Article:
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Web alert: EPA Releases Penalty Policy for MARPOL Annex VI Sulphur Emissions Violations

News & Insights 20 January 2015

On 16 January 2015, the US Environmental Protection Agency (EPA) released a penalty policy for violations of the sulphur emissions limit for ships operating in the North American and US Caribbean Sea Emission Control Areas.

On 16 January 2015, the US Environmental Protection Agency (EPA) released a penalty policy for violations of the sulphur emissions limit for ships operating in the North American and US Caribbean Sea Emission Control Areas. The policy reinforces the EPA’s commitment to pursue MARPOL violations.
As many are aware, the North American Emission Control Area (ECA), under the International Convention for the Prevention of Pollution from Ships (MARPOL), came into effect on 1 August 2012, establishing strict controls on emissions of sulphur oxide (SOx), nitrogen oxide (NOx) and particulate matter for ships trading primarily off the coasts of Canada and the United States. Since 1 January 2015, the sulphur content of fuel oil burned within the ECAs must be no more than 0.10% m/m.
In practical terms, this means that ships must burn fuel oil of a lower sulphur content within an ECA than elsewhere. Other requirements include:

  • maintaining a written fuel change-over procedure;
  • maintaining bunker delivery notes on board for a period of three years from the date the fuel was delivered;
  • maintaining a sealed bunker sample on board for a period of twelve months after delivery.

If this is not possible, the ship may use any “fitting, material, appliance or apparatus or other procedure, alternative fuel oil, or compliance methods”, which are at least as effective in terms of emissions reduction, if approved by the enforcing agency who is a party to MARPOL Annex VI. In the United States, the US Coast Guard and the EPA have the authority to investigate potential MARPOL violations.
Furthermore, if a ship is not able to comply with the new sulphur emissions limit while transiting the North American ECA, the EPA has advised that a Fuel Oil Non-Availability Report (FONAR) can be filed to demonstrate the ship’s inability to obtain compliant fuel. There are several restrictions placed on the filing of a FONAR. First, the FONAR must be submitted to the EPA at least 96 hours before entering the ECA. The FONAR must include a record of actions taken in an attempt to achieve compliance; and evidence that the ship used its “best efforts” to obtain compliant fuel. Although the EPA encourages voluntary disclosures, it states that “[t]he filing of a [FONAR] does not mean your ship is deemed to be in compliance… .” It should also be noted that cost is not a valid basis for asserting non-availability of compliant fuel.
The newly released penalty policy applies to violations of the sulphur emissions standards that came into effect on 1 January 2015 and for violations under the previous standards. According to the EPA memorandum, the EPA may impose a civil penalty of $25,000 per violation, per day. The duty of burning compliant fuel, maintaining written procedures, recording the fuel change-over in the log book, and retaining bunker delivery notes and samples of the fuel oil are all considered separate obligations and, thus, separate violations if breached. Notably, each day a violation continues constitutes a separate penalty of $25,000. The penalties will be calculated “taking into account the nature, circumstances, extent, and gravity of the prohibited acts committed and, with respect to the violator, the degree of culpability, any history of prior offenses, ability to pay, and other matters as justice may require”. Adjustment factors are further explained in the penalty policy.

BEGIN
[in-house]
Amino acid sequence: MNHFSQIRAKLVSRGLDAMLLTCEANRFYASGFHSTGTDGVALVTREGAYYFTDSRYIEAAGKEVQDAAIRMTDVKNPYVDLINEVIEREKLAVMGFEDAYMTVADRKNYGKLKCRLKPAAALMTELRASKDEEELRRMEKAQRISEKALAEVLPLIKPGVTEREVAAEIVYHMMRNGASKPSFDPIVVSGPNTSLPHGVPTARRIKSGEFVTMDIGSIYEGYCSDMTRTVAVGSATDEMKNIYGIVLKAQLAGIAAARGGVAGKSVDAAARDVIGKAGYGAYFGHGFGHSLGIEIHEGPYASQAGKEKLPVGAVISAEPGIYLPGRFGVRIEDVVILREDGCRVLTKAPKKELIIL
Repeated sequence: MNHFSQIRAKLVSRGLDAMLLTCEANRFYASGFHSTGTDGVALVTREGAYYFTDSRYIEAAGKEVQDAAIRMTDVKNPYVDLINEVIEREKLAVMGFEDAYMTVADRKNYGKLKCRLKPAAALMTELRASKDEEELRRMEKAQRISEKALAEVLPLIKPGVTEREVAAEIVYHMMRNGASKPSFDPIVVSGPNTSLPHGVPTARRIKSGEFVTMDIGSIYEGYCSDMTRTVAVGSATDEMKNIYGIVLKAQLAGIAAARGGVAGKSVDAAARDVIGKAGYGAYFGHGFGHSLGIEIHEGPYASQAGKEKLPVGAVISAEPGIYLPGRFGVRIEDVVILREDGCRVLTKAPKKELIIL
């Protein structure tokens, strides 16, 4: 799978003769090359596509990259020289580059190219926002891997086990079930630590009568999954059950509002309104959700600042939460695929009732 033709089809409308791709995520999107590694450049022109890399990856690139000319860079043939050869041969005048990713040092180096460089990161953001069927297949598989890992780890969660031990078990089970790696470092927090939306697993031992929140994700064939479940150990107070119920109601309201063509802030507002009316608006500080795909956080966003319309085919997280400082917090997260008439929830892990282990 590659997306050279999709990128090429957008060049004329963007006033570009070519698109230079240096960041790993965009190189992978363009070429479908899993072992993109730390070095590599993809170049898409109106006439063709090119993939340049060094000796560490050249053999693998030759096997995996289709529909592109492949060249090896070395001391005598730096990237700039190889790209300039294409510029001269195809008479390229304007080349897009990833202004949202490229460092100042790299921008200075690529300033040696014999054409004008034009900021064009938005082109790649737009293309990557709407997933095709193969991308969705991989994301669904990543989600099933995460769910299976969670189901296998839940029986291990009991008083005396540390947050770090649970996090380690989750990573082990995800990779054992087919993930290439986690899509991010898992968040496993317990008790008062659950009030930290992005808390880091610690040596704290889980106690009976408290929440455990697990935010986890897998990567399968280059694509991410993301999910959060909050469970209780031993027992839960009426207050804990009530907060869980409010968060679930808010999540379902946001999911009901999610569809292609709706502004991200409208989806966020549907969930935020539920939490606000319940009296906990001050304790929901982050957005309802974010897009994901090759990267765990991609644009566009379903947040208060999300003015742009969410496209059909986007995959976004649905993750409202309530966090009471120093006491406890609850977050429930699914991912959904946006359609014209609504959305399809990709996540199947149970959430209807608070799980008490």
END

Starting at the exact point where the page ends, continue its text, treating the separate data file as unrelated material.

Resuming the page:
According to the EPA’s memorandum, the procedures in the penalty policy were created for guidance purposes only and do not create substantive or procedural right for any party in litigation in the United States. The EPA reserves the right to change the policy at any time.
As previously reported there are a variety of legal considerations and contractual allocation of risks that should be examined in the context of the sulphur emissions standards.  Members are reminded that, aside from the civil penalties discussed above, non-compliance with the sulphur emissions standards can include increased inspections/targeting by authorities, vessel delays, business reputation issues and criminal penalties. Also, it should be noted that the government will proceed against the owner and operator, at least initially, regardless of the contractual relationship between owner and charterer. Thus, even if the charterer is responsible for arranging and purchasing bunkers, the owner may still face liability for non-compliance. 

  • For information about the sulphur emission standards in general, please see the EPA website
  • For a Memorandum of Understanding between EPA and Coast Guard in regards to enforcement, please click here
  • For the EPA Penalty Policy, please see here

Category: Pollution

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